Howard Hoagland Carmichael was born November 22, 1899 in Bloomington, Indiana.  One of the most influential composers of the twentieth century, he is remembered for many enduring compositions including “Washboard Blues”, “Riverboat Shuffle”, “Star Dust”, “Rockin’ Chair”, “Georgia (On My Mind)”, “Lazy River”, and so many more.  Carmichael graduated from the Indiana University School of Law in 1926, but after playing with a student band, he soon turned to music instead. Hoagy made his first recordings for the Indiana-based Gennett Records with Curtis Hitch’s Happy Harmonists in 1925.  Over his long career, Carmichael became one of America’s foremost songwriters, and worked with such personalities as Paul Whiteman and Louis Armstrong, to name a few.  Hoagy Carmichel died in 1981 at the age of 82.

Victor 25494 is a 1936 master pressed reissue made up of sides originally from two different discs, recorded on May 21, 1930 and September 15, 1930 in New York.  Both sides feature different, but equally star studded personnel in the band.  Hoagy does the vocal on both sides, and both feature the cornet of Bix Beiderbecke, in two of his last recording sessions.

“Rockin’ Chair” was originally issued on Victor V-38139 and features the musical talent of Bix on cornet, plus Bubber Miley on trumpet, Tommy Dorsey on trombone, Benny Goodman on clarinet, Arnold Brilhart on alto sax, Bud Freeman on tenor sax, Joe Venuti on violin, Eddie Lang on guitar, Irving Brodsky on piano, Hoagy on organ, Harry Goodman on tuba, and Gene Krupa on drums.

Rockin' Chair, recorded

Rockin’ Chair, recorded May 21, 1930 by Hoagy Carmichael and his Orchestra.

On the original recording of Carmichael’s famous “Georgia (On My Mind)”, originally issued on Victor 23013, the musicians present are Bix on cornet once again, with Ray Lodwig on trumpet, Jack Teagarden and Boyce Cullen on trombone, Pee Wee Russell on clarinet, Jimmy Dorsey on alto sax, Bud Freeman on tenor sax, Joe Venuti on violin, Eddie Lang on guitar, Irving Brodsky on piano, Min Leibrook on bass saxophone (though I honestly don’t hear a bass sax here), and Chauncey Morehouse on drums.  This was Bix’s final recording session.

Georgia (On My Mind), recorded

Georgia (On My Mind), recorded September 15, 1930 by Hoagy Carmichael and his Orchestra.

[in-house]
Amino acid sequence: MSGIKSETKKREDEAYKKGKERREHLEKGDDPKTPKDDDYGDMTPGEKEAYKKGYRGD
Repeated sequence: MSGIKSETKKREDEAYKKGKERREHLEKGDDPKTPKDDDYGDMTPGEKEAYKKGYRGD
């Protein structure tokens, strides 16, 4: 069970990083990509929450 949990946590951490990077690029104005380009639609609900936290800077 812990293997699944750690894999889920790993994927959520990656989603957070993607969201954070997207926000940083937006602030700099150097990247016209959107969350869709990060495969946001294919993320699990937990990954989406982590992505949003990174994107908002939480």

Columbia C-40 – From Austin High Comes Jazz – 1940

"From Austin High Comes Jazz" by Bud Freeman and his Famous Chicagoans. Cover art by Alex Steinweiss.

“From Austin High Comes Jazz” by Bud Freeman and his Famous Chicagoans. Cover art by Alex Steinweiss.

In the early 1920s, a group of five students from Chicago’s Austin High School got together to form a jazz band.  The original group consisted of Jimmy and Dick McPartland on cornet and banjo, respectively, Frank Teschemacher on alto saxophone and violin, Jim Lanigan on piano, and Bud Freeman, the greenhorn of the bunch, on C-melody saxophone.  Drummer Dave Tough joined in later on, and guitarist Eddie Condon recorded with the band as “McKenzie and Condon’s Chicagoans” in 1927. This group became quite popular, and, among other bands, helped to bring jazz music to the toddling town of Chicago.  Eventually, the musicians went their separate ways, off to greater success in different orchestras and bands.  Frank Teschemacher died tragically in a car accident in 1932, days away from his 26th birthday.

Nearly two decades later, Eddie Condon brought together a different group of leading jazzmen, many of whom had no real connection to Chicago, under Bud Freeman’s name to record a session at Columbia Records.  The group, which performed live under the name “Summa Cum Laude Orchestra” , included the likes of Condon and Freeman, as well as jazz greats Jack Teagarden, Pee Wee Russell, and Dave Tough of the original Austin High Gang.  This 1940 session resulted in the release of an album titled From Austin High Comes Jazz, annotated by record producer John Hammond, proclaimed in the liner notes as “America’s Greatest Jazz Authority”.  The annotation notes Benny Goodman as a member of the Austin High Gang, but he was not connected to my knowledge, though he did play with some of the musicians later on.

All eight sides of Columbia C-40 were recorded July 23, 1940 and include the fine musicianship of Max Kaminsky on trumpet, Jack Teagarden on trombone, Pee Wee Russell on clarinet, Bud Freeman on tenor sax, Dave Bowman on piano, Eddie Condon on guitar, Mort Stuhlmaker on string bass, and Dave Tough on drums.